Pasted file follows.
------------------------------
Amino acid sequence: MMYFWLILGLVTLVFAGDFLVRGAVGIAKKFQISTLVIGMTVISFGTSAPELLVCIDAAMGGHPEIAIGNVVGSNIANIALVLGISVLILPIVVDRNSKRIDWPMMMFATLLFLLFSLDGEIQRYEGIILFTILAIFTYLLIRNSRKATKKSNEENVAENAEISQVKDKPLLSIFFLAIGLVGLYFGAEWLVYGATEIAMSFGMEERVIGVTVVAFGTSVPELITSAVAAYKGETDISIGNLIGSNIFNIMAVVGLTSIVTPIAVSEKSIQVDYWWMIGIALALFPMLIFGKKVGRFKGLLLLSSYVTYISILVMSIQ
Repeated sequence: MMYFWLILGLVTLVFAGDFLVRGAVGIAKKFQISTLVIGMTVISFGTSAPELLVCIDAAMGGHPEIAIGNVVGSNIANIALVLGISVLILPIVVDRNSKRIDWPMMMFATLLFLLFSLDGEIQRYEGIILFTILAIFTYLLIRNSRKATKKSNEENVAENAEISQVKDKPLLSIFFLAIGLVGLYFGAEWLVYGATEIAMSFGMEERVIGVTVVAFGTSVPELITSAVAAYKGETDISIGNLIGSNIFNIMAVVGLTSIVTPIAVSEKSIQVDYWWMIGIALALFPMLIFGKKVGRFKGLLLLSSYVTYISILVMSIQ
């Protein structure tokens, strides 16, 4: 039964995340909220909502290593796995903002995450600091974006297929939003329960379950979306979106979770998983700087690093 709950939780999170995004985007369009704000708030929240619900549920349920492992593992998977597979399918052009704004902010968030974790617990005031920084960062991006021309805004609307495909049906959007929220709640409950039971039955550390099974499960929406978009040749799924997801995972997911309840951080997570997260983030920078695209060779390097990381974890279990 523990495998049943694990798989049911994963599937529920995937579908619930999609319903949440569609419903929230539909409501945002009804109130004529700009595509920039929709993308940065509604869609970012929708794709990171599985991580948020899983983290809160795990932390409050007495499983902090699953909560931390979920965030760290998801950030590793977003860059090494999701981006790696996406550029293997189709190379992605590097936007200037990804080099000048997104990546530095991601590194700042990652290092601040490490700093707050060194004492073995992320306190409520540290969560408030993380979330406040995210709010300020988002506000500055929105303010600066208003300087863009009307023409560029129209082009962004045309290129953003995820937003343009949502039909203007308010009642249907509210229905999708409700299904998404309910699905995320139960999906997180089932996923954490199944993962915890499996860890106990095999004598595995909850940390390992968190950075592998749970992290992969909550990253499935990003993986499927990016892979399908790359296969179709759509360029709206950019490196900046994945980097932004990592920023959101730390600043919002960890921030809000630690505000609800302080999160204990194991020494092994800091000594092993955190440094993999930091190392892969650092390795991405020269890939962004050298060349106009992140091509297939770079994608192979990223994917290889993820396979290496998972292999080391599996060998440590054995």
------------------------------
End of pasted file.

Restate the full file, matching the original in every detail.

Amino acid sequence: MMYFWLILGLVTLVFAGDFLVRGAVGIAKKFQISTLVIGMTVISFGTSAPELLVCIDAAMGGHPEIAIGNVVGSNIANIALVLGISVLILPIVVDRNSKRIDWPMMMFATLLFLLFSLDGEIQRYEGIILFTILAIFTYLLIRNSRKATKKSNEENVAENAEISQVKDKPLLSIFFLAIGLVGLYFGAEWLVYGATEIAMSFGMEERVIGVTVVAFGTSVPELITSAVAAYKGETDISIGNLIGSNIFNIMAVVGLTSIVTPIAVSEKSIQVDYWWMIGIALALFPMLIFGKKVGRFKGLLLLSSYVTYISILVMSIQ
Repeated sequence: MMYFWLILGLVTLVFAGDFLVRGAVGIAKKFQISTLVIGMTVISFGTSAPELLVCIDAAMGGHPEIAIGNVVGSNIANIALVLGISVLILPIVVDRNSKRIDWPMMMFATLLFLLFSLDGEIQRYEGIILFTILAIFTYLLIRNSRKATKKSNEENVAENAEISQVKDKPLLSIFFLAIGLVGLYFGAEWLVYGATEIAMSFGMEERVIGVTVVAFGTSVPELITSAVAAYKGETDISIGNLIGSNIFNIMAVVGLTSIVTPIAVSEKSIQVDYWWMIGIALALFPMLIFGKKVGRFKGLLLLSSYVTYISILVMSIQ
């Protein structure tokens, strides 16, 4: 039964995340909220909502290593796995903002995450600091974006297929939003329960379950979306979106979770998983700087690093 709950939780999170995004985007369009704000708030929240619900549920349920492992593992998977597979399918052009704004902010968030974790617990005031920084960062991006021309805004609307495909049906959007929220709640409950039971039955550390099974499960929406978009040749799924997801995972997911309840951080997570997260983030920078695209060779390097990381974890279990 523990495998049943694990798989049911994963599937529920995937579908619930999609319903949440569609419903929230539909409501945002009804109130004529700009595509920039929709993308940065509604869609970012929708794709990171599985991580948020899983983290809160795990932390409050007495499983902090699953909560931390979920965030760290998801950030590793977003860059090494999701981006790696996406550029293997189709190379992605590097936007200037990804080099000048997104990546530095991601590194700042990652290092601040490490700093707050060194004492073995992320306190409520540290969560408030993380979330406040995210709010300020988002506000500055929105303010600066208003300087863009009307023409560029129209082009962004045309290129953003995820937003343009949502039909203007308010009642249907509210229905999708409700299904998404309910699905995320139960999906997180089932996923954490199944993962915890499996860890106990095999004598595995909850940390390992968190950075592998749970992290992969909550990253499935990003993986499927990016892979399908790359296969179709759509360029709206950019490196900046994945980097932004990592920023959101730390600043919002960890921030809000630690505000609800302080999160204990194991020494092994800091000594092993955190440094993999930091190392892969650092390795991405020269890939962004050298060349106009992140091509297939770079994608192979990223994917290889993820396979290496998972292999080391599996060998440590054995």